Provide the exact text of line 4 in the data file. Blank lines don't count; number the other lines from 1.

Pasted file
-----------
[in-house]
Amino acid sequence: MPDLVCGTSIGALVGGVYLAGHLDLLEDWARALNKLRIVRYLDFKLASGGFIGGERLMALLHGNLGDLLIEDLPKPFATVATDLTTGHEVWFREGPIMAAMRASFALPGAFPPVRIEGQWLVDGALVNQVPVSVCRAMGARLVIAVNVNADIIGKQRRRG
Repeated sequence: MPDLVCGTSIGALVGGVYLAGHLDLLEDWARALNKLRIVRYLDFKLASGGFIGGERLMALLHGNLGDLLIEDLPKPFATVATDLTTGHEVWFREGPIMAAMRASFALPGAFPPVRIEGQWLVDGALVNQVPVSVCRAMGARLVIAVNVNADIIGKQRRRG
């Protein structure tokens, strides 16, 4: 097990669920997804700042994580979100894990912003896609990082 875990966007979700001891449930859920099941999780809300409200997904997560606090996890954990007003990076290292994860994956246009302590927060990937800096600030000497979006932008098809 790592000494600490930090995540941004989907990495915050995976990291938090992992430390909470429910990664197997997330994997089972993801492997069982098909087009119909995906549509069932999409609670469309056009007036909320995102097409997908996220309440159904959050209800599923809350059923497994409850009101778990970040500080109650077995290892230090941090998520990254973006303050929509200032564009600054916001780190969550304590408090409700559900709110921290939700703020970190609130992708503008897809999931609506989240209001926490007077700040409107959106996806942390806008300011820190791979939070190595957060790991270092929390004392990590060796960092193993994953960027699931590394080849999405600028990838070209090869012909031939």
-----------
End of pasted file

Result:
């Protein structure tokens, strides 16, 4: 097990669920997804700042994580979100894990912003896609990082 875990966007979700001891449930859920099941999780809300409200997904997560606090996890954990007003990076290292994860994956246009302590927060990937800096600030000497979006932008098809 790592000494600490930090995540941004989907990495915050995976990291938090992992430390909470429910990664197997997330994997089972993801492997069982098909087009119909995906549509069932999409609670469309056009007036909320995102097409997908996220309440159904959050209800599923809350059923497994409850009101778990970040500080109650077995290892230090941090998520990254973006303050929509200032564009600054916001780190969550304590408090409700559900709110921290939700703020970190609130992708503008897809999931609506989240209001926490007077700040409107959106996806942390806008300011820190791979939070190595957060790991270092929390004392990590060796960092193993994953960027699931590394080849999405600028990838070209090869012909031939």